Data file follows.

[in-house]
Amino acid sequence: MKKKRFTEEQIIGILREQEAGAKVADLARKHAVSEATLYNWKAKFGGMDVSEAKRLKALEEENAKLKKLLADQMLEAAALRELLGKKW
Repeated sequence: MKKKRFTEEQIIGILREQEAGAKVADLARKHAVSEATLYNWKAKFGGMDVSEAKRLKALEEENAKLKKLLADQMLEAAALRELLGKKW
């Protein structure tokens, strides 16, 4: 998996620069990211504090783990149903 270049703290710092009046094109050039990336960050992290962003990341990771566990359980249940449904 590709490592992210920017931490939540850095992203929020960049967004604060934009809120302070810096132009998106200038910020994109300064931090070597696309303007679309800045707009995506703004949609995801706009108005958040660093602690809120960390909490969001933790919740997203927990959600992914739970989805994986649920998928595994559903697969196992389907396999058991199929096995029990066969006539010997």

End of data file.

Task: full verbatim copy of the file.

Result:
[in-house]
Amino acid sequence: MKKKRFTEEQIIGILREQEAGAKVADLARKHAVSEATLYNWKAKFGGMDVSEAKRLKALEEENAKLKKLLADQMLEAAALRELLGKKW
Repeated sequence: MKKKRFTEEQIIGILREQEAGAKVADLARKHAVSEATLYNWKAKFGGMDVSEAKRLKALEEENAKLKKLLADQMLEAAALRELLGKKW
């Protein structure tokens, strides 16, 4: 998996620069990211504090783990149903 270049703290710092009046094109050039990336960050992290962003990341990771566990359980249940449904 590709490592992210920017931490939540850095992203929020960049967004604060934009809120302070810096132009998106200038910020994109300064931090070597696309303007679309800045707009995506703004949609995801706009108005958040660093602690809120960390909490969001933790919740997203927990959600992914739970989805994986649920998928595994559903697969196992389907396999058991199929096995029990066969006539010997």